In this quick-fire guide, we outline the steps social landlords should take when assigning a shared ownership lease to ensure the process runs smoothly:
- Use a license
Unless the leaseholder has staircased to 100%, the landlord’s consent will be required to assign the lease. To provide evidence of this consent, enter into a licence to assign, and state that the buyer and seller should do the same.
There was a series of model leases issued between 2012 and 2015, which required the buyer to enter into a direct deed of covenant with the landlord, but using a license to assign will enable you to do both in one document.
- Establish who is approving the mortgage offer
Every shared ownership mortgage offer requires landlord approval or it won’t benefit from the mortgagee protection clause. Establish from the outset whether the housing association, or its solicitors, will be approving mortgage offers, and what their criteria will be.
- Be clear on leasehold information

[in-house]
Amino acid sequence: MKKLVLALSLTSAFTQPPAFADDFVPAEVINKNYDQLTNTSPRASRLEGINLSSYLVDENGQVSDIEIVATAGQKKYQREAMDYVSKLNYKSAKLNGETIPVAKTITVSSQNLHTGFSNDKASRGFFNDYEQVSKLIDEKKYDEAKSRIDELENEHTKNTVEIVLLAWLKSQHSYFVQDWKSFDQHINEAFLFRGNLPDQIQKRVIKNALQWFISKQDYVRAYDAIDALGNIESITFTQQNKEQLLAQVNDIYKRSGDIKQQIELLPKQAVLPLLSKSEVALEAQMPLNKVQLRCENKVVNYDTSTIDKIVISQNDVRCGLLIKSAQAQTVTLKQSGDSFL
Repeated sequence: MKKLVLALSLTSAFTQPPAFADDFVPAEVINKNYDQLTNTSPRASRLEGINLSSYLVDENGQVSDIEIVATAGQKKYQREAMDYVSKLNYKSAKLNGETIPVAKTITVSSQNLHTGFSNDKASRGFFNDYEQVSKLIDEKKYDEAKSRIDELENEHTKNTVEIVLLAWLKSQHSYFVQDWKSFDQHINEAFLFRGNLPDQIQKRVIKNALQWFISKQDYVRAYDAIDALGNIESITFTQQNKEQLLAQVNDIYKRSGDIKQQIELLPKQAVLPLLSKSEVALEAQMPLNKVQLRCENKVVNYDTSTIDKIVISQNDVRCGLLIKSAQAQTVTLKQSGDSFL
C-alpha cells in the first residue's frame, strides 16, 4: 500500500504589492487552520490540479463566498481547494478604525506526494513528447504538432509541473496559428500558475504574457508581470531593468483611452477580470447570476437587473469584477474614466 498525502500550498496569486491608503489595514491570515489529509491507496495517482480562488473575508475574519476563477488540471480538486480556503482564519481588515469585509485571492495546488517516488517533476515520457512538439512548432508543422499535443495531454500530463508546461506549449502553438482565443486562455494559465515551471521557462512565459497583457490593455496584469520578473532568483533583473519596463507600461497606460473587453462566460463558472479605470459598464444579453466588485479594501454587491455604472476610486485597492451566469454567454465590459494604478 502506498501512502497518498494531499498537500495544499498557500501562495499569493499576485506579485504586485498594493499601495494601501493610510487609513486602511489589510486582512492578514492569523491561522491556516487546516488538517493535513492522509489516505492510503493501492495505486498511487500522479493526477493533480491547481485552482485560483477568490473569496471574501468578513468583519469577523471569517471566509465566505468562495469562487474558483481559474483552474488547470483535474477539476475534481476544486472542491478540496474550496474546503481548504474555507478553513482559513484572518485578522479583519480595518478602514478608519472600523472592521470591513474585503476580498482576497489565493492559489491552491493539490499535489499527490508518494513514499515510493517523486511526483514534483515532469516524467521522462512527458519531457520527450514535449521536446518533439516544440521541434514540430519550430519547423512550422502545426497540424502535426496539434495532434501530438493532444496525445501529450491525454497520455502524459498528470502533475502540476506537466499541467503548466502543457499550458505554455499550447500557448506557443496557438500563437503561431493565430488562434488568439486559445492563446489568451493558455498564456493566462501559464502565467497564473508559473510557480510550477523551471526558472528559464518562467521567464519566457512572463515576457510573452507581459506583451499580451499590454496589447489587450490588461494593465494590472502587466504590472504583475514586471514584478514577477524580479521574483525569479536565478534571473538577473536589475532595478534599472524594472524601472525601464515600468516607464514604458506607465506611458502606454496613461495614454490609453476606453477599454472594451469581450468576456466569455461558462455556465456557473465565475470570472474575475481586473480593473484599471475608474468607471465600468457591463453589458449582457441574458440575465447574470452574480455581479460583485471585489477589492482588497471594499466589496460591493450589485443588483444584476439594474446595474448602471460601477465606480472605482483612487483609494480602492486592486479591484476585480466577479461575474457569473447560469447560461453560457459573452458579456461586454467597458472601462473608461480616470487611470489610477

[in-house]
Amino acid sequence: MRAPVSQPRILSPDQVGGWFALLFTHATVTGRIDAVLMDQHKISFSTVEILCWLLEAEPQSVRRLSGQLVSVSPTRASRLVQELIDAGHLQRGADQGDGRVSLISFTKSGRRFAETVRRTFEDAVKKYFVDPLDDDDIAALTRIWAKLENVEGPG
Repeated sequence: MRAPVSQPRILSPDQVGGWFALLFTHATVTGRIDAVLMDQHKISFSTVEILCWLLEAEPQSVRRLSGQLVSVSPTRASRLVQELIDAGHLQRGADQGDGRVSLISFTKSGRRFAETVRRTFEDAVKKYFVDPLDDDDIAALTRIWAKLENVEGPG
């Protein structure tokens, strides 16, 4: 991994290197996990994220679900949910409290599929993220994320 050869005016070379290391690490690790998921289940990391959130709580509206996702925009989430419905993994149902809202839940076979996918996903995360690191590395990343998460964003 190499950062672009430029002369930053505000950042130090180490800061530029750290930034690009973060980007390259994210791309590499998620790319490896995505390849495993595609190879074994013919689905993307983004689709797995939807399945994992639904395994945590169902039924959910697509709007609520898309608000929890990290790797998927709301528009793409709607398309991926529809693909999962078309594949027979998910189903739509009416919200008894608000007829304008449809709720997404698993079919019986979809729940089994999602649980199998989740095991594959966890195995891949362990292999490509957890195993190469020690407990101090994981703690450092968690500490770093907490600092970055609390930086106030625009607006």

All leasehold sales, shared ownership or outright, will require a pack of standard information such as confirmation that rent and service charges aren’t in arrears, if any major works are planned, and if the landlord has taken steps to forfeit and close the lease. These packs often take a lot of time to produce, and once provided, there are usually further questions. Ensure you’re being clear with your leaseholders about how they get this information from you, and how much it will cost to produce this pack.
- Take expert advice
Most legal titles are the same but it’s important to get them checked as some information may not be immediately clear. Specialist lawyers will be able to quickly review multiple titles and leases, and conclude precisely what documentation is required.
- Do your homework on notices and compliance certificates
The majority of leases require the buyer to serve notice on the landlord formally declaring they are the legal owner. There is also usually a restriction at HM Land Registry to ensure the landlord confirms the lease has been complied with before the new buyer is registered – the buyer will require a certificate to satisfy this restriction. Confirm who is providing the certificates, how much they are charging, and what information will be needed before it is issued.
By taking these steps and being clear with your people about who is responsible for key tasks, the assignment process should be straightforward and you will avoid any potential pitfalls.